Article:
KIEV: Ukraine’s new Western-backed president announced plans Wednesday to order a unilateral ceasefire in the separatist east that could help end a bloody pro-Russian insurgency and avert his ex-Soviet country’s breakup.
Petro Poroshenko took a further step towards relieving tensions with Russia by deciding to replace acting Foreign Minister Andriy Deshchytsya — a hate figure in Moscow — with his current envoy to OSCE-mediated negotiations with the Kremlin.
But he also appealed for US and EU help to secure his country’s porous border with Russia and stem the influx of arms and militants into the conflict zone.
The frontier has witnessed ferocious clashes in recent weeks in which militants armed with Russian-made rocket launchers have attacked Ukrainian border guard camps and ambushed army patrols.
A Ukrainian defence spokesman said the rebels had recently “stepped up their activities” and killed three soldiers.
But the respected Dzerkalo Tyzhnia news site cited defence sources as saying the fighting had killed 15 soldiers and left 13 others missing.
Poroshenko unveiled his peace initiative after late-night talks with Russian President Vladimir Putin in which the Kremlin chief also raised concern about the death in Lugansk fighting on Tuesday of two members of a Russian state TV crew.
“The peace plan begins with my order for a unilateral ceasefire,” Poroshenko told reporters in Kiev.
“Immediately after that, we must receive support for the presidential peace plan from all sides involved (in the conflict).”
Acting Defence Minister Mykhailo Koval said the order would be issued “literally within days”.
Poroshenko’s plan also calls for Putin to formally recognise the new leadership in Ukraine that emerged after months of deadly pro-EU protests ousted the Russian-backed president in February.
“On the one hand, they are talking about a ceasefire. And on the other, they are continuing their aggression,” Russian Foreign Minister Sergei Lavrov said.
Poroshenko, a 48-year-old confectionery tycoon, won Ukraine’s May 25 presidential election on a promise to quickly resolve the worst crisis since its independence from the Soviet Union in 1991. Yet Poroshenko’s problems have since been compounded by a cut in Russian gas supplies that threatens to plunge the country into an even deeper recession and erode his public support.
Poroshenko said the ceasefire was meant to be a temporary measure to give militants a chance to disarm.
The rebels have previously rejected similar calls and vowed to continue a campaign to join Russia that a UN report said has killed at least 356 civilians and fighters on both sides. The U’s rights office said in a report that the rebels had imposed a “reign of fear, if not terror” in areas under their control.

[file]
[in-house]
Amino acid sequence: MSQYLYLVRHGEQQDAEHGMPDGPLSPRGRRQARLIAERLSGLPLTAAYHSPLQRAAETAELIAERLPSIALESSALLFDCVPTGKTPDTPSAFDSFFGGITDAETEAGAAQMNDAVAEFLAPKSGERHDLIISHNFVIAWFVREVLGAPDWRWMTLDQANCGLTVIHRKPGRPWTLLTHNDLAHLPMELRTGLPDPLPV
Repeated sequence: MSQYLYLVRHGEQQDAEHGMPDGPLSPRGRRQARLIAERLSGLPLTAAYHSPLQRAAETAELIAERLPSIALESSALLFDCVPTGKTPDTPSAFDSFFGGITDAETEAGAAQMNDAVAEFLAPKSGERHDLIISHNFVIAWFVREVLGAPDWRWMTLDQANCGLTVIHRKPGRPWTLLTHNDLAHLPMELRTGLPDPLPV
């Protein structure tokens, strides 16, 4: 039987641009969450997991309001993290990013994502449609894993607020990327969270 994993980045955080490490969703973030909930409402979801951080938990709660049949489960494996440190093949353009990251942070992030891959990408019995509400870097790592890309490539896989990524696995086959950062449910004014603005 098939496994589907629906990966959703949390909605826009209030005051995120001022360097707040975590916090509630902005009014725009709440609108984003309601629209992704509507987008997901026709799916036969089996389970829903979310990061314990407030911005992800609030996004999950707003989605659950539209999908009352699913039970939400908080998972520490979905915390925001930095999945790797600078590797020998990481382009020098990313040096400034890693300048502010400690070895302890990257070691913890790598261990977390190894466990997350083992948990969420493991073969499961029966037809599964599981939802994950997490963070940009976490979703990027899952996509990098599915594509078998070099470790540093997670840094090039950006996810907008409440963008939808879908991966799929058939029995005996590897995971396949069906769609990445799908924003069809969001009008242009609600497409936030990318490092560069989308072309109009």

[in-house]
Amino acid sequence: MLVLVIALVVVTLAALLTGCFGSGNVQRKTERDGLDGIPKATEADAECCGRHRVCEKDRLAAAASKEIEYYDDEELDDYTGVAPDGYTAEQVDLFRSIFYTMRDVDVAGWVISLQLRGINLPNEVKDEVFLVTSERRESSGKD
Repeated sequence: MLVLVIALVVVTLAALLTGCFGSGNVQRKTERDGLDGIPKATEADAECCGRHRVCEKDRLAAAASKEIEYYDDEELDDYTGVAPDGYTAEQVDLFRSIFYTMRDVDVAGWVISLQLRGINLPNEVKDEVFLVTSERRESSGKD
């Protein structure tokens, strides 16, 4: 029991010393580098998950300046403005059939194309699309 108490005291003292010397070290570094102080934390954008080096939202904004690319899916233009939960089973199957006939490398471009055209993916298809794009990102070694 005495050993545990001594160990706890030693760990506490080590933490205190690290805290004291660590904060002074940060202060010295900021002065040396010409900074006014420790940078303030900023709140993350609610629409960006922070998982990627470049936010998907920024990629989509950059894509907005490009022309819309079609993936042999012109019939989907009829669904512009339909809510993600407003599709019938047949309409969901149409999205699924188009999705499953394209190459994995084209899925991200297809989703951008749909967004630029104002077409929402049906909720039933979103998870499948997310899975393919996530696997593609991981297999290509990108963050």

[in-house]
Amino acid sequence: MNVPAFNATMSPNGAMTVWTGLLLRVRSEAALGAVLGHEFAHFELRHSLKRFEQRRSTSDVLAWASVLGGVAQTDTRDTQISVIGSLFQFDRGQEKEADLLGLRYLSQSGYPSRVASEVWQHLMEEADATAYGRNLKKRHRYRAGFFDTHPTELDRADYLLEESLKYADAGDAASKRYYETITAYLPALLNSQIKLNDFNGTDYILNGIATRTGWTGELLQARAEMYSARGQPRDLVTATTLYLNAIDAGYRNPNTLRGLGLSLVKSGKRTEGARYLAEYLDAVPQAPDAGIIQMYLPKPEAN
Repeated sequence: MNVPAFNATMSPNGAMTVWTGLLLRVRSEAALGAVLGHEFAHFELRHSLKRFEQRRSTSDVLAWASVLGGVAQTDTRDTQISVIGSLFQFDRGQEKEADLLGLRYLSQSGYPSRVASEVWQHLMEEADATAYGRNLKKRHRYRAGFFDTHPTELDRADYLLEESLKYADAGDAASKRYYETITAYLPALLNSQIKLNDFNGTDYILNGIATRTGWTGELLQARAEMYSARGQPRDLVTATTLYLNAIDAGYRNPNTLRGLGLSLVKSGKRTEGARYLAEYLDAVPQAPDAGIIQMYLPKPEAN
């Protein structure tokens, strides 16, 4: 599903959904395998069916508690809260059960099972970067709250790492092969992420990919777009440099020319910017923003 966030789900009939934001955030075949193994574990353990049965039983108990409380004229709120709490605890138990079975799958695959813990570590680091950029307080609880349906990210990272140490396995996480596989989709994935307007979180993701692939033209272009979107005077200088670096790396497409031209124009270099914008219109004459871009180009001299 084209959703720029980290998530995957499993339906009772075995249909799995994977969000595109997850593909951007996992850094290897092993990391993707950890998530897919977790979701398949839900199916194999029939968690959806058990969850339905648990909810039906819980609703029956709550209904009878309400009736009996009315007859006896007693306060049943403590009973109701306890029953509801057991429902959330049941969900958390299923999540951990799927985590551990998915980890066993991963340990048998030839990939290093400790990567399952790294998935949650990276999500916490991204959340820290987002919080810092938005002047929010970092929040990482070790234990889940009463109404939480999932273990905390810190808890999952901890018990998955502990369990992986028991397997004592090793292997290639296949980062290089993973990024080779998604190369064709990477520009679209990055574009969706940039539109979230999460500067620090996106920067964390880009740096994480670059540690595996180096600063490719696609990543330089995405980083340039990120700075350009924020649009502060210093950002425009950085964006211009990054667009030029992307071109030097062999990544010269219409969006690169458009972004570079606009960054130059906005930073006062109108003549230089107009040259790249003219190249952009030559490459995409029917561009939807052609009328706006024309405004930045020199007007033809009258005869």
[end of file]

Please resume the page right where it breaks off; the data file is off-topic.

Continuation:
A top commander in the self-proclaimed Donetsk People’s Republic dismissed Poroshenko’s initiative as “meaningless”.
“We are only interested in seeing the occupying forces leave our land,” Denis Pushilin told Moscow’s Dozhd television.
Poroshenko’s decision to tap 46-year-old Pavlo Klimkin as foreign minister will help address one of the biggest irritants in relations with Moscow.
Klimkin is a veteran diplomat who recently served as Ukraine’s ambassador to Germany and is now Poroshenko’s personal representative at talks with Moscow that were launched on June 8 by the Vienna-based Organisation for Security and Cooperation in Europe (OSCE).
Deshchytsya became embroiled in controversy at the weekend when he called Putin “a prick” while trying to restrain protesters who attacked Moscow’s embassy compound in Kiev.
Poroshenko will personally present the candidacy of Klimkin and that of Ukraine’s new prosecutor general for parliamentary approval on Thursday.
The new leader’s second talks with Putin in four days and nomination as foreign minister of a man who has already won a degree of Moscow’s trust come in sharp contrast to the freeze in ties that followed Russia’s annexation of Crimea in March. But Poroshenko has also stressed that he will be unable to put an end to the fighting until Ukraine regains complete control of its 2,000-kilometre (1,230-mile) land border with Russia.
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